It’s a critical point.  America has for years been looking for ways to target the “bad guys” in tighter and tighter circles.  Kill enemy combatants without collateral damage--preferably without putting any American lives at risk as well.  With modern drone technology, this appears possible.
The appearance is an illusion.  It assumes that the “bad guys” don’t enjoy popular support at home, that everyone would like to be an American if only they had the opportunity.  Neither of these things is true.  Nor is it necessarily easy to draw crisp, clear lines between “bad guys” and the civilians amongst whom they live.  By employing drones, we’ve lowered the cost of war to ourselves, allowing the mass of the United States’ populace to ignore the hard questions.  This is not a net positive.
We already live in a nation whose military is a small cadre of volunteer professionals.  They are increasingly disconnected from the people whose freedoms they are ostensibly meant to protect.  Civilians control the military, but the civilian populace has very little at stake in military policy.  They don’t have to serve, and they are rarely asked to contribute.  War has no costs for them.  It has less impact and less emotional resonance than the performance of their favorite football team on a day-to-day basis.  With the addition of drone warfare, there is little reason to consider what we’re fighting for or to stop fighting once we’ve begun.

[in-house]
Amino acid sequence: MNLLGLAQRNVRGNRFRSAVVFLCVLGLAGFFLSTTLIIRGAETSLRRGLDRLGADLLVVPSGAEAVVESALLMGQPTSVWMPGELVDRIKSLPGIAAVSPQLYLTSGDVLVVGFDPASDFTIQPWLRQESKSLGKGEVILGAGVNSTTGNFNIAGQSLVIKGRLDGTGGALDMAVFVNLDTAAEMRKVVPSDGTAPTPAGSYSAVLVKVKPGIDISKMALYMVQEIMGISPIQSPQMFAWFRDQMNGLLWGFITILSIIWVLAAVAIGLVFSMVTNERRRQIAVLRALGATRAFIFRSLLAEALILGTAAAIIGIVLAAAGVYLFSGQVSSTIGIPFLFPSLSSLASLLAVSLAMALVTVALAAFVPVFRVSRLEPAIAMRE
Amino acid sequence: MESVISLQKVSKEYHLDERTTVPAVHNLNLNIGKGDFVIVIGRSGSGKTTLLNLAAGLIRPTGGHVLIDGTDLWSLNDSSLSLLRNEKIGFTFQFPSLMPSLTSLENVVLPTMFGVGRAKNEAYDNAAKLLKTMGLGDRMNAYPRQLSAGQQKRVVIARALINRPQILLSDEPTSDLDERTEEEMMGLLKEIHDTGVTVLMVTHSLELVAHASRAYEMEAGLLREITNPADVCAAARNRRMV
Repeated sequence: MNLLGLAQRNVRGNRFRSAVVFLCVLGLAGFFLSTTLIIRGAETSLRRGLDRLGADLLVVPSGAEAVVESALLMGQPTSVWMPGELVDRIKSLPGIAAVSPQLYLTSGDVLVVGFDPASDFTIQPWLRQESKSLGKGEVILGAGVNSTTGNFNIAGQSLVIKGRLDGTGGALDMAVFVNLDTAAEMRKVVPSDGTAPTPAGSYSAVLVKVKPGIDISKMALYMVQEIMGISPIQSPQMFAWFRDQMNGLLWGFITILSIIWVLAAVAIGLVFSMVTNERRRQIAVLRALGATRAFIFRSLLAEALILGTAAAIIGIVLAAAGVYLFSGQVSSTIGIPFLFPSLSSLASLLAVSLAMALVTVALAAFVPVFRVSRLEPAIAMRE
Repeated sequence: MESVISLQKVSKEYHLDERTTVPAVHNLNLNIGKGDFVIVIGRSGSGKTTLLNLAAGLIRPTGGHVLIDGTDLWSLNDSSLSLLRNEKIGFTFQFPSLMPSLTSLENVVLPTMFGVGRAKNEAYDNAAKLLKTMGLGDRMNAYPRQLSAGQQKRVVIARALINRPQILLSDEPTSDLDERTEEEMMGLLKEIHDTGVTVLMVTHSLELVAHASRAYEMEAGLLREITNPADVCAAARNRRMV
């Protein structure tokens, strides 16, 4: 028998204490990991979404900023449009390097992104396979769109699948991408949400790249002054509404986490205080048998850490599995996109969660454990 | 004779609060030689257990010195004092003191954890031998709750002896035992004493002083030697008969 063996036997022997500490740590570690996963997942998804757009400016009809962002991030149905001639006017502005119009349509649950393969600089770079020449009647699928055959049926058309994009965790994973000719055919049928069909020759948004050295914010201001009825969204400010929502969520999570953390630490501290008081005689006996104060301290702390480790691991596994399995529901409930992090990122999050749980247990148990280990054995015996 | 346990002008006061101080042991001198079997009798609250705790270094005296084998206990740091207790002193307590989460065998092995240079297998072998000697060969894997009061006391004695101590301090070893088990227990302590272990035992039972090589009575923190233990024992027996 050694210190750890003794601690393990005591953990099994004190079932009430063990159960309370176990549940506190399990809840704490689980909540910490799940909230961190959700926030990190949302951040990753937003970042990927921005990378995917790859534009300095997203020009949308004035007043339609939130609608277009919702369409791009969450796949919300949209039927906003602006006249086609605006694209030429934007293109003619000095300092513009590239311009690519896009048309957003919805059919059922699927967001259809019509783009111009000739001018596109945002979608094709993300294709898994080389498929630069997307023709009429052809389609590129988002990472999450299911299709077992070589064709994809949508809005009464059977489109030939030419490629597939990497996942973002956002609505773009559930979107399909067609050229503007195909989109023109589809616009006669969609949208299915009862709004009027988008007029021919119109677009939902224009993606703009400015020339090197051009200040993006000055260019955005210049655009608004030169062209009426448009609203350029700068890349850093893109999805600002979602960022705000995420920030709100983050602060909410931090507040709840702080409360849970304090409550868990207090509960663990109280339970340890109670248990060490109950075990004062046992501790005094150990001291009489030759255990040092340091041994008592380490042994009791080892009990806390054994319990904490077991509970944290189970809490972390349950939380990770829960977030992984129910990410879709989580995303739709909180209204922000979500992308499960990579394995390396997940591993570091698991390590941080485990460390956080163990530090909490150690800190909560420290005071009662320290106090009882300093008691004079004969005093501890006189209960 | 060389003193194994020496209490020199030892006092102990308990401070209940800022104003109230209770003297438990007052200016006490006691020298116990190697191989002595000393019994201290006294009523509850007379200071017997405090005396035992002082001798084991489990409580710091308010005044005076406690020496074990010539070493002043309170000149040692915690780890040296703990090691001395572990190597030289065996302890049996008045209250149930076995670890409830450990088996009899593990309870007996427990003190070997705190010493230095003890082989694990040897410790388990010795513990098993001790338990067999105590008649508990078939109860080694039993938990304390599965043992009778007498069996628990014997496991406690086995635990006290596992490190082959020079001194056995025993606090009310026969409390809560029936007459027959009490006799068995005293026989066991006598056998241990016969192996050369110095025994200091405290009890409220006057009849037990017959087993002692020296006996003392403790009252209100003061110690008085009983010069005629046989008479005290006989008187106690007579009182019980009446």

To put it another way: there is no longer an incentive to pursue compromise.  Containment has gone out of fashion.  Regional engagement is a dying art.  
Look, you either kill everyone in the enemy camp, or else at some point we have to learn to live together.  The horror of war is what makes people compromise despite very deeply held convictions.  This is not news, but in trying to make war less dangerous and less messy, we are in fact creating a world where we refuse to make tough choices.  Similarly, we allow the other guy to avoid making tough choices as well.  The upshot is war that never ends.  This makes the world more dangerous, not less.
If you ask me, Sherman said it best:  
“War is cruelty. There is no use trying to reform it. The crueler it is, the sooner it will be over.”
“Every attempt to make war easy and safe will result in humiliation and disaster.”
This is where we are now.  It’s leading to bad choices and bad policy.
4.  Maine In August
We've got just over a month.  I'm soooooo excited!

We rented the same cabin.  It's out in the middle of nowhere,
and that's glorious.
5.  Army Football: 71 Days
That went up yesterday, so today it’s actually seventy-one days.
For the record, my family and I have tickets to the games against RiceAir Force, and Fordham.  The guys in my office are going with me to see Army vs. UConn at Yankee Stadium.  Sally and I are also hoping to go see Army at Yale because that’s one of the Connecticut Association of Graduates’ events, but we don’t have tickets yet.
That’s five games.  Five is a lot.
At some point, I will start to vet my daughters’ potential boyfriends in terms of their reactions to Army Football games.  At nine and ten, we’re not quite there yet, but that’s coming.